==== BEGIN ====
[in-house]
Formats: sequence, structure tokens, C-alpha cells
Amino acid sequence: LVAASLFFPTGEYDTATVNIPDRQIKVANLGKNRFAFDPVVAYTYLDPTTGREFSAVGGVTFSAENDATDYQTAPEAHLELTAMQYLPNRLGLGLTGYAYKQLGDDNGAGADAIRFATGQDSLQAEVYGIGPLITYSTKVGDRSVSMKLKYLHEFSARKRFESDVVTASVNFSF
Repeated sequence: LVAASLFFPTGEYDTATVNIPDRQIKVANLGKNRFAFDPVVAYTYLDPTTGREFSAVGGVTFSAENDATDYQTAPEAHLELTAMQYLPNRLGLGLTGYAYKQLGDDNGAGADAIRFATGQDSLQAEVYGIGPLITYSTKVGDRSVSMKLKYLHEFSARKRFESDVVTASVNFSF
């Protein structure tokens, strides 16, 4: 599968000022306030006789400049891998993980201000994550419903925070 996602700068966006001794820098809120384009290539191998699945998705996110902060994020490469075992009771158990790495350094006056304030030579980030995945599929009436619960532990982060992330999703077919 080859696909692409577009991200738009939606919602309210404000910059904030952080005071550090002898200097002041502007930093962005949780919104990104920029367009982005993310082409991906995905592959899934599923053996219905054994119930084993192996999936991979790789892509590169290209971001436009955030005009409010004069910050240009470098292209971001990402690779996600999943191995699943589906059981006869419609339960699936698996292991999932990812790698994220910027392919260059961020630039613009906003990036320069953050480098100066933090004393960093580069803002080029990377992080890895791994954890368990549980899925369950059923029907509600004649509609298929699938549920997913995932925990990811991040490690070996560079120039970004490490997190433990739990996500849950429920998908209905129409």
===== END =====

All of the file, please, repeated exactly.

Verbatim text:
[in-house]
Formats: sequence, structure tokens, C-alpha cells
Amino acid sequence: LVAASLFFPTGEYDTATVNIPDRQIKVANLGKNRFAFDPVVAYTYLDPTTGREFSAVGGVTFSAENDATDYQTAPEAHLELTAMQYLPNRLGLGLTGYAYKQLGDDNGAGADAIRFATGQDSLQAEVYGIGPLITYSTKVGDRSVSMKLKYLHEFSARKRFESDVVTASVNFSF
Repeated sequence: LVAASLFFPTGEYDTATVNIPDRQIKVANLGKNRFAFDPVVAYTYLDPTTGREFSAVGGVTFSAENDATDYQTAPEAHLELTAMQYLPNRLGLGLTGYAYKQLGDDNGAGADAIRFATGQDSLQAEVYGIGPLITYSTKVGDRSVSMKLKYLHEFSARKRFESDVVTASVNFSF
């Protein structure tokens, strides 16, 4: 599968000022306030006789400049891998993980201000994550419903925070 996602700068966006001794820098809120384009290539191998699945998705996110902060994020490469075992009771158990790495350094006056304030030579980030995945599929009436619960532990982060992330999703077919 080859696909692409577009991200738009939606919602309210404000910059904030952080005071550090002898200097002041502007930093962005949780919104990104920029367009982005993310082409991906995905592959899934599923053996219905054994119930084993192996999936991979790789892509590169290209971001436009955030005009409010004069910050240009470098292209971001990402690779996600999943191995699943589906059981006869419609339960699936698996292991999932990812790698994220910027392919260059961020630039613009906003990036320069953050480098100066933090004393960093580069803002080029990377992080890895791994954890368990549980899925369950059923029907509600004649509609298929699938549920997913995932925990990811991040490690070996560079120039970004490490997190433990739990996500849950429920998908209905129409």